Thursday, April 30, 2009

Seasonal trades in natural gas and gasoline futures

In my book, I mentioned 2 seasonal trades in natural gas and gasoline futures that have been consistently profitable for 14 years. (Mentioned here and here also.) And not only in backtest: I paper-traded them in 2006, and actually traded them in 2007-8, and all 3 years were profitable. How did they fare in this recession year? Quite poorly.

Depending on your exact entry and exit points, the gasoline trade lost about $2,500 per contract of RB. The natural gas trade lost about $7,700 per contract of NG.

You may have heard that natural gas price is at a 6-year low. In fact, we are not seeing any increase in industrial demand for natural gas. Apparently, somebody has forgotten to tell the nation's industrialists that an economic recovery is supposed to be under way.

Will I enter into these seasonal trades again next year? You bet I will.

11 comments:

Anonymous said...

Hello Ernie,
Do you have any position regarding the cointegration of Crud (CL) and Heating Oil (HO) futurs?
Without much investigation, this pair seems to be working nice historicly.

Paul Teetor said...

Anonymous:

According to my historical data, CL and HO are indeed cointegrated; that is, their spread is mean reverting. I used an Augmented Dickey-Fuller (ADF) test, and the p-value was only 0.01, indicating that, statistically speaking, there is only a 1% probability that the spread is not mean reverting.

The ordinary least squares (OLS) fit suggests a ratio of 1.2 CL contracts for every 1 HO contract. You can't trade a fractional futures contract, of course. CL is strongly correlated with USO stock, however, so I would suggest padding your 1-contract CL position with enough USO stock to keep the right hedge ratio. Otherwise, bad things could happen.

At the moment (5/1/09), the spread is high, so the indicated trade is short CL and long HO. But that could change quickly!

I also see some mild seasonality in the spread, but not during the Summer months. Wait until December for that.

Hope that helps.

Paul

ashutosh kulkarni said...

Hey Ernie,
Natural Gas is definatley in demand, right now according to bloomberg Korean consumption has halved but those spot cargoes are lapped up by the hungry indians. Anyways, look out for Indian RNRL (reliance refineries) to churn out LNG enough for the country' deficit but might releive international pressure ....aah but 6 -9 months to go for that till then happy betting .

ashu

Anonymous said...

Thank you Paul for the comprehensive answer.
By the way, when you do your OLS do you use the price or the price Log?
Using the price Log I get a ratio of 1.04 HO to 1 CL.
(daily data starting Feb-05).
Other than that I agree that spread suggests to short CL. Once the spread is back to zero the return will be (as of 5/5) 11%.

T.

DW said...

I'm not too familiar with oil and gas futures so apologies if this is a silly question but does the hedge ratio mentioned factor in different tick values for the two contracts. From what I looked up on the NY Merc, HO has a tick value of $4.2 and CL is $10.

Yona said...

Some more reading on seasonal trading: Condor Options

Alex said...

With only 12 observations in the back test, how can these nat gas & oil seasonal trades be considered robust, or am I missing something?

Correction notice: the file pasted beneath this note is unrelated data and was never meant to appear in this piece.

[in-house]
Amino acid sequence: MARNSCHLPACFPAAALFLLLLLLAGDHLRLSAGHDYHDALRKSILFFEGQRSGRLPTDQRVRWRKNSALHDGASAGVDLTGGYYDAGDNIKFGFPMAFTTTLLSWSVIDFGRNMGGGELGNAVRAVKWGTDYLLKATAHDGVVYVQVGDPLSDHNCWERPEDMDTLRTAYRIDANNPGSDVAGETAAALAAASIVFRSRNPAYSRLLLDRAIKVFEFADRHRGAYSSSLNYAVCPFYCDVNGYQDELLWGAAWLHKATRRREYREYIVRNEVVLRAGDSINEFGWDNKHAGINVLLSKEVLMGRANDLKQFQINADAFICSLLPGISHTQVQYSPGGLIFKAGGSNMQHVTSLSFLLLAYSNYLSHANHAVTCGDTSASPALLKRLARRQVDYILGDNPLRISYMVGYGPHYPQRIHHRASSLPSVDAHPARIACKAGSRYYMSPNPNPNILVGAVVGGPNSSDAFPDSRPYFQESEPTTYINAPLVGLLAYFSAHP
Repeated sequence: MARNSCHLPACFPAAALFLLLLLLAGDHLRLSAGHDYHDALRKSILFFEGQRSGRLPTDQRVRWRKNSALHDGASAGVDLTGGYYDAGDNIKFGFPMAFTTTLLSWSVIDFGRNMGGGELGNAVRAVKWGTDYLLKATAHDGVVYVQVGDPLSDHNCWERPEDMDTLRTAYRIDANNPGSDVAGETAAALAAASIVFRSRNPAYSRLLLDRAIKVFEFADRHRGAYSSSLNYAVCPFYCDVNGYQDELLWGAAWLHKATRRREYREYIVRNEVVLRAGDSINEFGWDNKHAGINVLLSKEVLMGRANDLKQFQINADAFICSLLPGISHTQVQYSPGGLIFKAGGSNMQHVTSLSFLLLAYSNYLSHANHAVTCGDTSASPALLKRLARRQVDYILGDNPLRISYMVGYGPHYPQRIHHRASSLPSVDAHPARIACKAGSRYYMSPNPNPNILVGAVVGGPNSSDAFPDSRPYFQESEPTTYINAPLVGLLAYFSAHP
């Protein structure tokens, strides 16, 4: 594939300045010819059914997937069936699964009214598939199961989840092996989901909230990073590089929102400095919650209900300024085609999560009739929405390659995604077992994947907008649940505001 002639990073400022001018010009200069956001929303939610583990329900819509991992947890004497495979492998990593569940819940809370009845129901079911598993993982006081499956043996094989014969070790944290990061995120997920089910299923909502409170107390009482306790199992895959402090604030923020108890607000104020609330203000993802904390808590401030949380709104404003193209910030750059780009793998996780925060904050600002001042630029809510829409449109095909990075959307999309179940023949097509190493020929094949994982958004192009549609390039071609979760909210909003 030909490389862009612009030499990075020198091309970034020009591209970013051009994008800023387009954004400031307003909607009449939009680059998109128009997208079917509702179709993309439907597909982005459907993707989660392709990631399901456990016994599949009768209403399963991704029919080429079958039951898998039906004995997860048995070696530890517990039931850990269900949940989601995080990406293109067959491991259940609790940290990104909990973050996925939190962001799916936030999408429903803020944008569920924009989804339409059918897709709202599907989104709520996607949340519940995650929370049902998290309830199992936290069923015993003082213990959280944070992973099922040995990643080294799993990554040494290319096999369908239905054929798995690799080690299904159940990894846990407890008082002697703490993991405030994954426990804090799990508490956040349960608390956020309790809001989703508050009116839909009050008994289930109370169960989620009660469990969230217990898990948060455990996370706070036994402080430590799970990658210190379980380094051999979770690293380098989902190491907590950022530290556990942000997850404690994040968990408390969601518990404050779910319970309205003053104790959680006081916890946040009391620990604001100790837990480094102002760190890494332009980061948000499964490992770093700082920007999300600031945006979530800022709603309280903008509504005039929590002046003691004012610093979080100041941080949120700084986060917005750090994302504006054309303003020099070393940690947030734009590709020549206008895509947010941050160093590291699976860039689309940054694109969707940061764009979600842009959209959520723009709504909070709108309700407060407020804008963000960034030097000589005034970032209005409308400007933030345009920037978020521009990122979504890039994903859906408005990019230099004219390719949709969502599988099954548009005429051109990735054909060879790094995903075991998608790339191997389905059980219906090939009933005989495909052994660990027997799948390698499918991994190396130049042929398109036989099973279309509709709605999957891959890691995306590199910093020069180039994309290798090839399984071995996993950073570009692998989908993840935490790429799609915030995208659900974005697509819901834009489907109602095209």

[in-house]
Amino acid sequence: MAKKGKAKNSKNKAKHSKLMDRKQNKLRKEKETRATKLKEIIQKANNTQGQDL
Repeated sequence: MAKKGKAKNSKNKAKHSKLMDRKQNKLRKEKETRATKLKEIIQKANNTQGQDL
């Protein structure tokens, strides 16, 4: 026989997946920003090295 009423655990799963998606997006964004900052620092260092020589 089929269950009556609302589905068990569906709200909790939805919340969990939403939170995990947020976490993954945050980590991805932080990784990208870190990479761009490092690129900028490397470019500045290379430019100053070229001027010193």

Ernie Chan said...

Alex,
The main strength in these oil and gas trades are that they are partly based on fundamental reasons. So the backtest are just confirmation of these reasons. In fact, all seasonal trades suffer from the sparse data problem if one is merely looking for technical rules.
Ernie

John said...

Ok... just for yuks...
Mr Teetor found that CL and HO are co-integrated. So I figured, what about ETFs based on those futures?
USO, USL and UNH are ETF's based on futures contracts of crude (USO and USL) and heating oil (UNH). Even though the spread of USL vs UNH looks mean reverting visually, it doesn't bear out statistically.
Using the R package tseries, I used the ADF test (adf.test) and the "Kwiatkowski-Phillips-Schmidt-Shin test" (kpss.test, huh?? don't ask me... I'm not a statistician... I just figured two tests are better than one). Both tests indicate all three series have a unit root (i.e. are a random walk). However, the tests also detect unit roots in the residuals of least mean square regressions between pairs of the USO, USL, and UNH series, i.e. none of the series are co-integrated with each other. In addition, utilizing the Johansen test (ca.jo in the urca package) also indicated no co-integration.

Like I said... a long shot that didn't pan out, but an interesting exercise.

Regards,
J.F.

P.S.
Ernie, I loved your book. Keep up the good work.

Paul T, I read your letters and comments they generated on the R financial mailing list on co-integration. Very informative.
Keep up the good work, as well.

nikkus said...

I have been working my self for many years on seasonal patterns in futures and currencies (though the last is my favorite), I have found some really good and attractive patterns. Nevertheless I always failed in making those strategies systematic (criteria of capital allocation as part of a portfolio being the major hurdle, ranking of strenght of one particular pattern in comparaison to another one, filtering weak patterns....). So far I have been putting the emphasize on fundamental explanation or specific flows explanation if any, so my choice remained heavily discretionary. any book or papers to recommend on the above?

Ernie Chan said...

nikkus,
For portfolio allocations, I always recommend Kelly formula, as explained in my book Quantitative Trading or on edwardothorp.com
Ernie